you are on, not to any other magic (like file extension.) You can, as you
correctly surmised, use dpkg_package, or specify the provider with the
provider meta-param.

Best,
Adam


#9

Bingo. The problem under the hood here is one of side effects: there is no
consistent way for Chef to behave in the face of the huge number of
possible combinations. Be specific if you’re deviating from the system
norm.

Adam

On 1/22/13 7:32 PM, "John E. Vincent (lusis)"
lusis.org+chef-list@gmail.com wrote:

Dan beat me too it.

This is a case where chef can’t possibly know what to do:

  • dpkg doesn’t do dependency resolution
  • apt doesn’t support installing local debs (unlike yum which has the
    localinstall option which still does dependency resolution)

What is being asked for is for Chef to automagically switch to dpkg -i
when the source is a .deb file. The problem is that this can leave
your system in a horribly broken state (and it won’t work anyway as
dpkg -i will report as failed and thus the chef run will fail).

AJ has the right of it. Specify the package provider if you’re
absolutely sure there are no other dependencies or you know for
certain they’re already installed (or just use the dpkg resource
directly)

On Tue, Jan 22, 2013 at 10:26 PM, Dan Razzell danr@activestate.com
wrote:

No, because, as with a number of packaging systems, the work is divided
between a low-level tool (dpkg, rpm, …) that operates locally and
knows
nothing about dependencies, and a high-level tool (apt-get, yum, …)
which
searches remote repos and knows about dependency resolution.

On 13-01-22 06:59 PM, andi abes wrote:

hmm… seems that dpkg < apt, and that apt doesn’t actually handle the
source
attribute, while dpkg does.
Would it make sense to make dpkg the default package provider, but have
it
’super’ to apt if a source is not present?

On Tue, Jan 22, 2013 at 9:25 PM, AJ Christensen aj@junglist.gen.nz
wrote:

Jay,

You can specify the ‘provider’ common attribute to any resource to
control
which provider the resource should use explicitly [0], e.g.;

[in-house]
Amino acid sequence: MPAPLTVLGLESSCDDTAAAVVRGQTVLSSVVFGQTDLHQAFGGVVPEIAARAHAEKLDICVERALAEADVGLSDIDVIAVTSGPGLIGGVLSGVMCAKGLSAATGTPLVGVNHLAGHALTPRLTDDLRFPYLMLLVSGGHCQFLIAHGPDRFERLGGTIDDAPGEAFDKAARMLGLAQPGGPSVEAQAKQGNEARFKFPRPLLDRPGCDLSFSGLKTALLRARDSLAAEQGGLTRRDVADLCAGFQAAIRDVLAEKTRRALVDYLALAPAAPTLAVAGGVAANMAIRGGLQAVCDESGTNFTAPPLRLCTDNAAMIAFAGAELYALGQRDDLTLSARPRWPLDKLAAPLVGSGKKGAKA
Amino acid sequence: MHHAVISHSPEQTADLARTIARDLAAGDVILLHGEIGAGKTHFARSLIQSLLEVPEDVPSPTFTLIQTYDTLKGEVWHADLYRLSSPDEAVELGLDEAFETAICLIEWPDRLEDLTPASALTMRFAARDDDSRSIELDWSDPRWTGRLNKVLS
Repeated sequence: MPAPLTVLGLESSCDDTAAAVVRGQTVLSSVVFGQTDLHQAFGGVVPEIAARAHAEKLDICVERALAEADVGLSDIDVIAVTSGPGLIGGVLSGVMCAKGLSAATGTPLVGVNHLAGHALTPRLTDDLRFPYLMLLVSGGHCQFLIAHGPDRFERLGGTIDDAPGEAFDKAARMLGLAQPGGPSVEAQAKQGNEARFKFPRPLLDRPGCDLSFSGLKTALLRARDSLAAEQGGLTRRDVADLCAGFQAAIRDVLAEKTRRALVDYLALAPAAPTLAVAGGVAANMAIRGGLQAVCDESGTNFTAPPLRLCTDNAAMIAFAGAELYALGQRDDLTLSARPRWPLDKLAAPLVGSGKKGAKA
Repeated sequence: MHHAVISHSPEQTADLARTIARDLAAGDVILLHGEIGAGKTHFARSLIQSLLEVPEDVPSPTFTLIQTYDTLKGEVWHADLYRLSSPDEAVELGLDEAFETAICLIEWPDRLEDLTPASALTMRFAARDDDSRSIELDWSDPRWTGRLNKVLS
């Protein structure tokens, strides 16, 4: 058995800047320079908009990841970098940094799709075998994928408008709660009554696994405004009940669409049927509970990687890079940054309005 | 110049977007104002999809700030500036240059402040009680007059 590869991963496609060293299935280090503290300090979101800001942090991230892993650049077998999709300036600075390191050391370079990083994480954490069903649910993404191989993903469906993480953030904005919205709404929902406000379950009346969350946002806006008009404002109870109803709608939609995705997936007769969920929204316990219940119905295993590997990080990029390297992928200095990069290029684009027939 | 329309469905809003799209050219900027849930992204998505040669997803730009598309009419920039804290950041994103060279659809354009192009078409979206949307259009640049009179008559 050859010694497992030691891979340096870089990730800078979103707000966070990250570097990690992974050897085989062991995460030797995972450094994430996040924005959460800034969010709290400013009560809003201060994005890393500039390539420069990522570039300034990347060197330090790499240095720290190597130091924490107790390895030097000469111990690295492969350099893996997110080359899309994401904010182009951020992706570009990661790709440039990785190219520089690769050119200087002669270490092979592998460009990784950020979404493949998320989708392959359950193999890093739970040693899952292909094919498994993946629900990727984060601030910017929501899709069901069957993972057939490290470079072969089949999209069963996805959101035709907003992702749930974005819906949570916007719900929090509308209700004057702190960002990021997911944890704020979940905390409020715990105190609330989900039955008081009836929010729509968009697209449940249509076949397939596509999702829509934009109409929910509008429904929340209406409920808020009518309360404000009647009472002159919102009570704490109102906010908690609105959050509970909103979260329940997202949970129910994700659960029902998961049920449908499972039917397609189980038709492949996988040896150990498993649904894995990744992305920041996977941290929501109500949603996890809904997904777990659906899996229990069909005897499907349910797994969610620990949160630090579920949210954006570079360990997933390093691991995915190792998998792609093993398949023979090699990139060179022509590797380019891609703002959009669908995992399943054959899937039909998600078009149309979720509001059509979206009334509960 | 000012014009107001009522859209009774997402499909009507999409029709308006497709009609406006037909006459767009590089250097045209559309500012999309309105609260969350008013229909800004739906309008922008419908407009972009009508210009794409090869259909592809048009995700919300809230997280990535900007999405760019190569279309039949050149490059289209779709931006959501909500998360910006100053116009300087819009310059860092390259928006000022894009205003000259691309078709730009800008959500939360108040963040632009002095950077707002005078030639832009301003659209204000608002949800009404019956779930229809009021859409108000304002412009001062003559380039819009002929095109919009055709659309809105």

package “mypackage” do
source "/path/to/my/package.deb"
provider Chef::Provider::package::Dpkg
end

It is my understanding that there is no platform mapped for the package
resource that would cause any platform nor family to use the Dpkg
provider
by default – generally I’d use them with the dpkg_package shortcut
resource.

Cheers,

AJ

[0] http://docs.opscode.com/resource_common_attributes.html

On 23 January 2013 14:33, Jay Pipes jaypipes@gmail.com wrote:

Hi,

I’m wondering why if I do this:

package “mypackage” do
source "/path/to/my/package.deb"
end

that the package resource cannot figure out to use the Dpkg provider
to
install the package?

Instead, I get an error about no version specified and no candidate
version available:

http://paste.openstack.org/show/29738/

If I change package to dpkg_package, it works correctly, but I was
hoping the generic package resource would handle this based on the
file
extension…

Best,
-jay


#10

On Tue, Jan 22, 2013 at 11:02 PM, Adam Jacob adam@opscode.com wrote:

On 1/22/13 5:33 PM, “Jay Pipes” jaypipes@gmail.com wrote:

I’m wondering why if I do this:

package “mypackage” do
source "/path/to/my/package.deb"
end

that the package resource cannot figure out to use the Dpkg provider to
install the package?

Instead, I get an error about no version specified and no candidate
version available:

http://paste.openstack.org/show/29738/

If I change package to dpkg_package, it works correctly, but I was
hoping the generic package resource would handle this based on the file
extension…

No mas. The way Chef works is to map a default provider to the platform
you are on, not to any other magic (like file extension.) You can, as you
correctly surmised, use dpkg_package, or specify the provider with the
provider meta-param.

Thing is that this would make the recipe platform specific. As folks
pointed out, on other the same provider can handle both local files and
repos.

It would be really nice if there’s a way to, e.g. provide the installation
source (e.g. from environment / platform attribute) and have chef magic